Acute Compartment Syndrome (ACS) is one of the few true emergencies in Orthopedic Surgery.
ACS is usually caused by trauma such as fractures or crush injuries. It involves excessive pressure within a muscular compartment. Normal resting muscle pressure is 12-20 mmHg. In compartment syndrome, the pressure rises to over 30mmHg and squeezes off the blood supply to the muscle, causing the muscle and the nerves that travel in that compartment to die. The condition is incredibly painful and if not treated with emergency surgery within 6 hours, the muscles and nerves die from lack of blood flow.
Acute Compartment Syndrome is most common in the lower leg, and in high energy injuries, but can also occur in the foot, the thigh, the forearm, and the hand. Compartment pressures can even cause an acute carpal tunnel syndrome by increased pressure following a wrist injury.
The injury is easily diagnosed by a standard clinical exam. The skin over the compartment will appear tight, shiny, and swollen. The most important sign is pain with passive stretch of the muscles. Knowing when the pain hurts from compartment syndrome and when it hurts from a fracture is the challenge—this is where it’s essential to have an experienced orthopedic surgeon taking care of you.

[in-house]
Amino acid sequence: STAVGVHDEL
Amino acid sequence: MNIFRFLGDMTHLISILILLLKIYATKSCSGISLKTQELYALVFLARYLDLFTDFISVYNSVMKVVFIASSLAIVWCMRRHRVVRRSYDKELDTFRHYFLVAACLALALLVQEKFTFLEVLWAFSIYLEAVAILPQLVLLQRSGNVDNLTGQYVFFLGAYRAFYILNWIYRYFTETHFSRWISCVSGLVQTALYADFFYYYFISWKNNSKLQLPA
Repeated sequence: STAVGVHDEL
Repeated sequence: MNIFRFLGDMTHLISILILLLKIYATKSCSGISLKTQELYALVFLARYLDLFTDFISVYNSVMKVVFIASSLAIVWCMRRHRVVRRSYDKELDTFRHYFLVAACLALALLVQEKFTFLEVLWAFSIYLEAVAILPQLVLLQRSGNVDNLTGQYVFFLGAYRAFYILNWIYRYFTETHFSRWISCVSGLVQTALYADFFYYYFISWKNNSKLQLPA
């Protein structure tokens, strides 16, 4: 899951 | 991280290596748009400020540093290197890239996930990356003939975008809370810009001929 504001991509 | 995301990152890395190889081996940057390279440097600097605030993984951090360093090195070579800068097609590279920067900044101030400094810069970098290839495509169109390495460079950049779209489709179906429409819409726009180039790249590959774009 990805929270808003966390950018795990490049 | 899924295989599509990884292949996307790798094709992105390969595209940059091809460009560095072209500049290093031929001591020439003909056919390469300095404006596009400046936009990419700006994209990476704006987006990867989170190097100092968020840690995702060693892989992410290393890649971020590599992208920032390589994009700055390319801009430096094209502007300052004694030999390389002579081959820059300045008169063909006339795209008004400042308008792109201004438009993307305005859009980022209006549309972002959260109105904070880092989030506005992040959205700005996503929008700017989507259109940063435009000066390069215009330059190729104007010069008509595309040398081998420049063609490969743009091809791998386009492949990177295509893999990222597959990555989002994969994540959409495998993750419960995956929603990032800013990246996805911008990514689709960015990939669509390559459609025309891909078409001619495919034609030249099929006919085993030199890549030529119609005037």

While an MRI can help, it is a waste of valuable time. MRIs are expensive tests that can take more than 2 hours to coordinate. In this condition, minutes count.
Some doctors use a pressure catheter inserted into the muscle compartment. These devices are tricky and inconsistent at times. If they are positive, you have your diagnosis, but a negative test is not reliable.
The condition is treated with emergent fasciotomy. Long relaxing incisions are made and the fascia (a layer of tissue beneath the skin and over the muscle) is released. The wounds are left open, and a wound vac (vacuum suction device) is placed over the open wounds. This encourages rapid resolution of swelling. Once the swelling is resolved, the wounds can be closed. Sometimes, the swelling is so great that skin-grafting is required.
Lance Silverman, MD
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